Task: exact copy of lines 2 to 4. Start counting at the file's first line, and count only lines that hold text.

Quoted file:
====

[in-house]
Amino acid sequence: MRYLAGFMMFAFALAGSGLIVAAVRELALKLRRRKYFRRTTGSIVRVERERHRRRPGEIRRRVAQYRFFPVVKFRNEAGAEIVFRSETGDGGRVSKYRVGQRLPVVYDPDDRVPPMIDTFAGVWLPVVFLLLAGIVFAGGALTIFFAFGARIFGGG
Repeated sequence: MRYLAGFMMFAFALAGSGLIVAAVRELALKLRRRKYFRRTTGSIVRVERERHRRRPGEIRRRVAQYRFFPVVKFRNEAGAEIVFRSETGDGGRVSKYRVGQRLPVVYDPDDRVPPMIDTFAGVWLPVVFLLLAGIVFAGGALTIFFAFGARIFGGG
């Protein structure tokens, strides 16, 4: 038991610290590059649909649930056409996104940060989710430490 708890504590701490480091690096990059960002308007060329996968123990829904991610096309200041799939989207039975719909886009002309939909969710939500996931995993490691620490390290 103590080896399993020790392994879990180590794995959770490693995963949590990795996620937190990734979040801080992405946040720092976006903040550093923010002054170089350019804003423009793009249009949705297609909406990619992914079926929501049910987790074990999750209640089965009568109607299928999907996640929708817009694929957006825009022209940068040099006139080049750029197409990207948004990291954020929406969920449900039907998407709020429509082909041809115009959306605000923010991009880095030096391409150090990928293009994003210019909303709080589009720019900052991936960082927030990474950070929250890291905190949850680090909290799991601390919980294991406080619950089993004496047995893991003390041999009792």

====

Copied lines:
Amino acid sequence: MRYLAGFMMFAFALAGSGLIVAAVRELALKLRRRKYFRRTTGSIVRVERERHRRRPGEIRRRVAQYRFFPVVKFRNEAGAEIVFRSETGDGGRVSKYRVGQRLPVVYDPDDRVPPMIDTFAGVWLPVVFLLLAGIVFAGGALTIFFAFGARIFGGG
Repeated sequence: MRYLAGFMMFAFALAGSGLIVAAVRELALKLRRRKYFRRTTGSIVRVERERHRRRPGEIRRRVAQYRFFPVVKFRNEAGAEIVFRSETGDGGRVSKYRVGQRLPVVYDPDDRVPPMIDTFAGVWLPVVFLLLAGIVFAGGALTIFFAFGARIFGGG
């Protein structure tokens, strides 16, 4: 038991610290590059649909649930056409996104940060989710430490 708890504590701490480091690096990059960002308007060329996968123990829904991610096309200041799939989207039975719909886009002309939909969710939500996931995993490691620490390290 103590080896399993020790392994879990180590794995959770490693995963949590990795996620937190990734979040801080992405946040720092976006903040550093923010002054170089350019804003423009793009249009949705297609909406990619992914079926929501049910987790074990999750209640089965009568109607299928999907996640929708817009694929957006825009022209940068040099006139080049750029197409990207948004990291954020929406969920449900039907998407709020429509082909041809115009959306605000923010991009880095030096391409150090990928293009994003210019909303709080589009720019900052991936960082927030990474950070929250890291905190949850680090909290799991601390919980294991406080619950089993004496047995893991003390041999009792």